“I find it ironic that Ms. Williams was so quick to react to my opinion editorial with false accusations and inaccurate assumptions concerning my intent and feelings, but will not agree to engage in a public dialogue,” said Mero. “Given her accusations and stance, we feel she has a responsibility to step forward and defend those claims in a public-debate format that would help Utahns see if minorities and low-income families are actually helped or hurt by our current voucher law.”
While Ms. Williams’ letter claimed that minorities will be adversely affected by the current voucher law, Sutherland points to many credible sources which show that private schools across the nation, including Utah, are more integrated racially and/or socio-economically than public schools.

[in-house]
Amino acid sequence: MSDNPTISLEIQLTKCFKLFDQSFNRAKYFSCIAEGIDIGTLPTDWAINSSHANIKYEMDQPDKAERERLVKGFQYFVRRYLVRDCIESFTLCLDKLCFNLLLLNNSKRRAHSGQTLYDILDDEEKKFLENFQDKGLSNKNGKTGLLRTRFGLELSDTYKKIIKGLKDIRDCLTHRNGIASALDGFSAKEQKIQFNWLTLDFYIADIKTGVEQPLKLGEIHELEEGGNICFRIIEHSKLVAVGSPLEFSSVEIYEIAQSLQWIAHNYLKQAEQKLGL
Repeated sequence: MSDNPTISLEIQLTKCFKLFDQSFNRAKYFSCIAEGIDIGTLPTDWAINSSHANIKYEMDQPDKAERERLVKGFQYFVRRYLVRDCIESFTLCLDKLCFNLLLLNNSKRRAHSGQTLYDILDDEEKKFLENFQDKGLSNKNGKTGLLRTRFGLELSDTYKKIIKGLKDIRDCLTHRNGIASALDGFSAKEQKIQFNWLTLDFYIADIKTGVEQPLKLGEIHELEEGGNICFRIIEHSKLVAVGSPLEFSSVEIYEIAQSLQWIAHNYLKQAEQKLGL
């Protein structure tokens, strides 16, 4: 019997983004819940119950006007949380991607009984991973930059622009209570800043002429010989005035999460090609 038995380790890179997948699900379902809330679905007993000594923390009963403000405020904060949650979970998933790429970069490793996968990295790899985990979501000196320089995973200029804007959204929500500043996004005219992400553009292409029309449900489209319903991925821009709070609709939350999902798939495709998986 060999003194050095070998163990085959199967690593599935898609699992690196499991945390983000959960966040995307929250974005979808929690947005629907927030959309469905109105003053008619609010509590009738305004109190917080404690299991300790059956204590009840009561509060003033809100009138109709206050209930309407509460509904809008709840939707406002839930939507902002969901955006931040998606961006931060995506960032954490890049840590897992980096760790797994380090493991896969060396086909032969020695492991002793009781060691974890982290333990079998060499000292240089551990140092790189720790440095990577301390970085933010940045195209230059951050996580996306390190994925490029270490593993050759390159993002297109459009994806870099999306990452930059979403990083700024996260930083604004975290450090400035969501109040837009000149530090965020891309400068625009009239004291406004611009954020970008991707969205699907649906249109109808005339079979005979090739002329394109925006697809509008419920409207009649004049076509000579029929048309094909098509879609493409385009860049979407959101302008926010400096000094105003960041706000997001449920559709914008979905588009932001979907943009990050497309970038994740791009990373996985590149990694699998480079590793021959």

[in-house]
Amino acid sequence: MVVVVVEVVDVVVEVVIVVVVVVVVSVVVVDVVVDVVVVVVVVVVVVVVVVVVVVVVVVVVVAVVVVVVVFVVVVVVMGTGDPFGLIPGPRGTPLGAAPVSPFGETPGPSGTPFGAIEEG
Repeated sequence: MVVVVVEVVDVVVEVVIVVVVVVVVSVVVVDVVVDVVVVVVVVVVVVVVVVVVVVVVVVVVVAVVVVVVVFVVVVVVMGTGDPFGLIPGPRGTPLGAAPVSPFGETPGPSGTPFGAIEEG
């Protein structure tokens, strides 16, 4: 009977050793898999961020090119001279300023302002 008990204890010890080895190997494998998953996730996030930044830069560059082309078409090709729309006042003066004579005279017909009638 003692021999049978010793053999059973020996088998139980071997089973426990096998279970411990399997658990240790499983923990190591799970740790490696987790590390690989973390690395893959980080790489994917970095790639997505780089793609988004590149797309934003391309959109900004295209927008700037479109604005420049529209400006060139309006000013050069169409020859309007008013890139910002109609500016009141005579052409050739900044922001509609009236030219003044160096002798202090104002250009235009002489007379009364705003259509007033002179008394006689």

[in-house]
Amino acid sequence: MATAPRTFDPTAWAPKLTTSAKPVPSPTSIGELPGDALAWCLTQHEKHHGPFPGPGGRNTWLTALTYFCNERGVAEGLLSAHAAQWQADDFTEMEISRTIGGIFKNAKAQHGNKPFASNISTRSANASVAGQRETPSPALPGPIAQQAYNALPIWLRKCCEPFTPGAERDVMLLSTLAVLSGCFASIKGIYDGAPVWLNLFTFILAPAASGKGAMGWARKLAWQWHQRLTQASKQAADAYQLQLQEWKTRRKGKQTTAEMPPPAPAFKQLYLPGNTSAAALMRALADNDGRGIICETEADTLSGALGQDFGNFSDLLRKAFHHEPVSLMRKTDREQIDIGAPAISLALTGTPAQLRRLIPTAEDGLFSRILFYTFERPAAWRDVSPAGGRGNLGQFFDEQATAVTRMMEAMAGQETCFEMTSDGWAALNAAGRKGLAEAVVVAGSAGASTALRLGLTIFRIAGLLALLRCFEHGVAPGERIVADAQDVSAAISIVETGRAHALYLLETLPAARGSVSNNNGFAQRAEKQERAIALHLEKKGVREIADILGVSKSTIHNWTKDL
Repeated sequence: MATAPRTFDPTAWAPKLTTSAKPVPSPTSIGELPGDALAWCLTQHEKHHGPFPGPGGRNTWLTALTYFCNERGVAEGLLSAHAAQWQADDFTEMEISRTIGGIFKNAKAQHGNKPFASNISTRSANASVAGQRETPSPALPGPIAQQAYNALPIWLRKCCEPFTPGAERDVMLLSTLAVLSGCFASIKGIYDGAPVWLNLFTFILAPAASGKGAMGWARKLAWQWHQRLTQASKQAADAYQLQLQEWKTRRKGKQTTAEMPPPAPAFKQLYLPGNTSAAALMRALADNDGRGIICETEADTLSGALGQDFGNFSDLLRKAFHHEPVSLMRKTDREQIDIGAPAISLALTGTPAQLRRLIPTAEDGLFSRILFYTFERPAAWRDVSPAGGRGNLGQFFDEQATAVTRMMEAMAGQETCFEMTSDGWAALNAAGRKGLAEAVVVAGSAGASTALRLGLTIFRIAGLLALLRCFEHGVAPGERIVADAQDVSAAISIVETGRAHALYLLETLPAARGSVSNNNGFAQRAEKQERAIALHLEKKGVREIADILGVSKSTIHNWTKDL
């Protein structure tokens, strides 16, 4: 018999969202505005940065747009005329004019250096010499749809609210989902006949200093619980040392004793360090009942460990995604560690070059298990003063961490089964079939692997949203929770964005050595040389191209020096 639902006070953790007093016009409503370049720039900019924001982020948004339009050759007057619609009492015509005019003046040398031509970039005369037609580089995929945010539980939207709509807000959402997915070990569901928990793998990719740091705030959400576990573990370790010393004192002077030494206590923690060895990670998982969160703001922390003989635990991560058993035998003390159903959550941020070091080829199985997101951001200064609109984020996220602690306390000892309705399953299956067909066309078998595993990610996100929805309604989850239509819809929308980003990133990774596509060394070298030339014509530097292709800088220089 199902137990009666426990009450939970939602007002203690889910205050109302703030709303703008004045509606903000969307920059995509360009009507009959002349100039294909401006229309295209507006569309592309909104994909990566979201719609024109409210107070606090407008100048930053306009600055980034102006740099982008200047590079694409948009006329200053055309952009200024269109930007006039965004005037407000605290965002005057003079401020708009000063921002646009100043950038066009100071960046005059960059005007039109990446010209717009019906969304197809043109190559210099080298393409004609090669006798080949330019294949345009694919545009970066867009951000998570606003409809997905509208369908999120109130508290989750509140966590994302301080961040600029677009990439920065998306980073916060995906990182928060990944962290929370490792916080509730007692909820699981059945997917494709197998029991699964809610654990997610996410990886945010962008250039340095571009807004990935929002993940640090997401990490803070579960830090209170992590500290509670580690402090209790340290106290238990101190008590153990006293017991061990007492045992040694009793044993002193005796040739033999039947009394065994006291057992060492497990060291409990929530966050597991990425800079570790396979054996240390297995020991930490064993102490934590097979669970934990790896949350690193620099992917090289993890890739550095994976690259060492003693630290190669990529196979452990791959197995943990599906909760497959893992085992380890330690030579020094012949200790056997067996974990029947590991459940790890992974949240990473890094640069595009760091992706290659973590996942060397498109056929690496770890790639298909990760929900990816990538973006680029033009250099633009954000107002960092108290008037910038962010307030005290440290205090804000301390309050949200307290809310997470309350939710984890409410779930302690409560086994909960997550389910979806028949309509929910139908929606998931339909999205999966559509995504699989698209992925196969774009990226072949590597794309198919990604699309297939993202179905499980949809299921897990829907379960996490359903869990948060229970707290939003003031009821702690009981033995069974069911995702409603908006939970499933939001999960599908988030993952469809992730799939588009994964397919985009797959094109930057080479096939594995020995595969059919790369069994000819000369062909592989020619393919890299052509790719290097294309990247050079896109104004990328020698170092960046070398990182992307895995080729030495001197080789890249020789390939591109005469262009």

“Ms. Williams has thrown out some fairly substantial negative accusations regarding vouchers and public schools and their effect on minorities and low income families. What is interesting is that our experience shows the exact opposite of what Ms. Williams claims. What’s more is that the loudest supporters of vouchers are the poor and minority families in Utah, the very people Ms. Williams claims to represent,” Mero continued.
The Institute is hoping the Salt Lake branch of the NAACP will still act on the invitation for a televised public dialogue in which Ms. Williams could select a four-member team of her choosing, while Mero does the same. Sutherland believes this dialogue would provide a tremendous public service to the citizens of Utah as they prepare to go to the polls in November to decide on the school voucher issue.
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